If Martin Puryear’s distinct style of minimalist sculpture has earned him widespread recognition these last several decades, it is partly because his work is so deeply satisfying. Densely allusive and technically pristine, the new sculptures exhibited at two of Matthew Marks’s four New York galleries assert the talents of a master still in his prime.
The exhibition’s 10 sculptures take as their unifying conceit the rather loaded and obliquely humorous shape of the Phrygian cap: a limp, conical hat that droops forward at its top. (Two small etchings on view were studies of the same shape.) Red Phrygian caps were worn by 18th-century French revolutionaries, who referred to the hat as the “red cap of liberty” because of its association with the headgear worn by emancipated slaves in ancient Rome.
Each sculpture was an interpretation of this basic form. The red-painted Big Phrygian (2010-14) is a roughly 5-foot-tall mass of red cedar, whose every surface, crease and bulge is hand-finished to machinelike perfection. Up and Over (2014) realizes the shape in a smaller, more bashful work of rust-colored ductile iron; Cascade (2013) and Phrygian Spirit (2012-14), by contrast, abstractly render the cap’s curving contours with thin, spooling wooden strips that are as crisp, fluid and confident as the marks of a Japanese ink brush.
The African-American artist has noted, according to the gallery, that the cap accrued additional significance for him when he came upon a 1794 stipple engraving after he had already begun Big Phrygian. The engraving, made by Jean-Louis Darcis in the year France first emancipated its slaves, depicts a black man wearing the red cap, and includes the statement, in French, “I, too, am free.” (Slavery was restored by Napoleon eight years later, and then abolished for good in 1848.) But visually and as a symbol, the cap conjures other associations. It appears on the Cuban coat of arms and on the heads of garden gnomes. There is also the unavoidable connotation of a flaccid phallus-perhaps suggesting for Puryear the impotence of “liberty” as we experience it and allow it to be defined. Several pieces, with their slouching postures and smooth surfaces, recall the ambiguously gendered genitalia referenced in Louise Bourgeois’s work.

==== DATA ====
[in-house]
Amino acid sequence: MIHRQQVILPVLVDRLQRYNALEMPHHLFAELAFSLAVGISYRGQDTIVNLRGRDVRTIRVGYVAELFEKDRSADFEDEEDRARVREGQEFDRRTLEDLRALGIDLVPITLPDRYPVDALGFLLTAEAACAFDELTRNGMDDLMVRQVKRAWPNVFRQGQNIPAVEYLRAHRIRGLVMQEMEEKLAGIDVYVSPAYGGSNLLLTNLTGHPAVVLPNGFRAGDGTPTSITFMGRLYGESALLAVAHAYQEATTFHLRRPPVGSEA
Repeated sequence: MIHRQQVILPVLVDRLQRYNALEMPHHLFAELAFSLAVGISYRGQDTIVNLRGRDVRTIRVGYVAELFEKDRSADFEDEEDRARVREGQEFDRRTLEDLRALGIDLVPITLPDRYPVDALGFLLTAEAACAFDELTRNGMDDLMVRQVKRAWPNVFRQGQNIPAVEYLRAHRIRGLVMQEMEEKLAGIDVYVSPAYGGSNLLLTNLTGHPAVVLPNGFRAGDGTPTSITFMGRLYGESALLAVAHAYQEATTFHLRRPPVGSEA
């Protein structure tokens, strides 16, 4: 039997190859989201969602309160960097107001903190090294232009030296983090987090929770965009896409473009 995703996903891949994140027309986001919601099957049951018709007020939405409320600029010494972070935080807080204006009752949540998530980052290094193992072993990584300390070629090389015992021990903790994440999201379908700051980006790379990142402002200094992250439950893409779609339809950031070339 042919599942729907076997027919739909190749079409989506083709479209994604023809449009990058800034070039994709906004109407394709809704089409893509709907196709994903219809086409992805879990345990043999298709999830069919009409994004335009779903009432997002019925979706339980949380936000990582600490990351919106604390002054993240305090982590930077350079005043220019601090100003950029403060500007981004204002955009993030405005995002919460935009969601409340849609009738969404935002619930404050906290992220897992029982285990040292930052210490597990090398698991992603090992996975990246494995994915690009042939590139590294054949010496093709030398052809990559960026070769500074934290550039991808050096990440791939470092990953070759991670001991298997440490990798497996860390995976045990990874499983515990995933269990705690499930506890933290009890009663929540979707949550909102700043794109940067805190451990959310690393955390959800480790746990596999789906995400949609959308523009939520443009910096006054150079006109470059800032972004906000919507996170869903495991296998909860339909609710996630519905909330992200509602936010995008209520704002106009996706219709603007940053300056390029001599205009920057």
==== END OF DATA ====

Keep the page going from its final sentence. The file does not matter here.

The son of a self-taught woodworker, Puryear learned to build guitars, boats and furniture as a young man; he sculpts with a craftsman’s attention to precision and durability, often spending years on a sculpture. Rather than outsourcing labor to assistants or industrial fabricators, he drafts each work by hand, then cuts, planes and fits its components himself. The sculptures are Brancusi-esque in their ability to evoke so much with such simple means. But as with a well-crafted instrument, the interior spaces that you don’t see are equally important. Puryear foregrounds these normally concealed aspects in Faux Vitrine (2014), a 6-foot-tall conical structure consisting of shelflike scaffolding in polished steel and painted wood.
In every work on view, the results were as robust on close inspection as they were from afar. Question (2010), an impressive sculpture displayed on its own in the smaller Marks gallery, thrills with its lush curves and twisting contours—a complex assembly of dozens of interlocking sections of tulip poplar, pine and ash wood. It is a prime example of what Michael Auping, in his catalogue essay for Puryear’s 2007 retrospective at New York’s Museum of Modern Art, called one of the artist’s “most pointed contributions to sculpture”—namely, “bringing the eye and the hand of the woodworker to Minimalism’s precise forms.”